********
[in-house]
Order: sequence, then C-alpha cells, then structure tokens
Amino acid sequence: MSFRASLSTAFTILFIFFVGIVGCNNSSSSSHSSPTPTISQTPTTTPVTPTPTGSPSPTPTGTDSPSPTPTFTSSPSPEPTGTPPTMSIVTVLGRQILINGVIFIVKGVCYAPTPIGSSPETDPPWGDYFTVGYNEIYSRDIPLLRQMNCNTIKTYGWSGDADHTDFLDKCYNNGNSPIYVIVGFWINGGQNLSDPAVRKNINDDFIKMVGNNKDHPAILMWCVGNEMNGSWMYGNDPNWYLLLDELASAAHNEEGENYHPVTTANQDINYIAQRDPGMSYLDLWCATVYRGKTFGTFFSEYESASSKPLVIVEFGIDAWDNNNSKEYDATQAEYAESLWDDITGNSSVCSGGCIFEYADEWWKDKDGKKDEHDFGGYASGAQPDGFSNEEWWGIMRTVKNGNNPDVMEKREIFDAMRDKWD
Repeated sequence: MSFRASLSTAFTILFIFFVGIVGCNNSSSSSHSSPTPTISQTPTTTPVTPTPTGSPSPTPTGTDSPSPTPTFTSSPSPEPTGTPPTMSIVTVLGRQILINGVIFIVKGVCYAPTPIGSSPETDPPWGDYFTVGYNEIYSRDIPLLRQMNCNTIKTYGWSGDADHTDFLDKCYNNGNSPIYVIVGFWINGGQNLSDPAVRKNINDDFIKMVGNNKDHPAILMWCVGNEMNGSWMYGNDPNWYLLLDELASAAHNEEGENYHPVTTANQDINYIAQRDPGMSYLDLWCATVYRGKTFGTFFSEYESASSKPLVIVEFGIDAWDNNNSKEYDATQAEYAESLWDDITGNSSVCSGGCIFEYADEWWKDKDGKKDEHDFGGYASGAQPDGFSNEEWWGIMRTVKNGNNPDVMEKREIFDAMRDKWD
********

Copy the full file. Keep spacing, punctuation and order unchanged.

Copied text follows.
[in-house]
Order: sequence, then C-alpha cells, then structure tokens
Amino acid sequence: MSFRASLSTAFTILFIFFVGIVGCNNSSSSSHSSPTPTISQTPTTTPVTPTPTGSPSPTPTGTDSPSPTPTFTSSPSPEPTGTPPTMSIVTVLGRQILINGVIFIVKGVCYAPTPIGSSPETDPPWGDYFTVGYNEIYSRDIPLLRQMNCNTIKTYGWSGDADHTDFLDKCYNNGNSPIYVIVGFWINGGQNLSDPAVRKNINDDFIKMVGNNKDHPAILMWCVGNEMNGSWMYGNDPNWYLLLDELASAAHNEEGENYHPVTTANQDINYIAQRDPGMSYLDLWCATVYRGKTFGTFFSEYESASSKPLVIVEFGIDAWDNNNSKEYDATQAEYAESLWDDITGNSSVCSGGCIFEYADEWWKDKDGKKDEHDFGGYASGAQPDGFSNEEWWGIMRTVKNGNNPDVMEKREIFDAMRDKWD
Repeated sequence: MSFRASLSTAFTILFIFFVGIVGCNNSSSSSHSSPTPTISQTPTTTPVTPTPTGSPSPTPTGTDSPSPTPTFTSSPSPEPTGTPPTMSIVTVLGRQILINGVIFIVKGVCYAPTPIGSSPETDPPWGDYFTVGYNEIYSRDIPLLRQMNCNTIKTYGWSGDADHTDFLDKCYNNGNSPIYVIVGFWINGGQNLSDPAVRKNINDDFIKMVGNNKDHPAILMWCVGNEMNGSWMYGNDPNWYLLLDELASAAHNEEGENYHPVTTANQDINYIAQRDPGMSYLDLWCATVYRGKTFGTFFSEYESASSKPLVIVEFGIDAWDNNNSKEYDATQAEYAESLWDDITGNSSVCSGGCIFEYADEWWKDKDGKKDEHDFGGYASGAQPDGFSNEEWWGIMRTVKNGNNPDVMEKREIFDAMRDKWD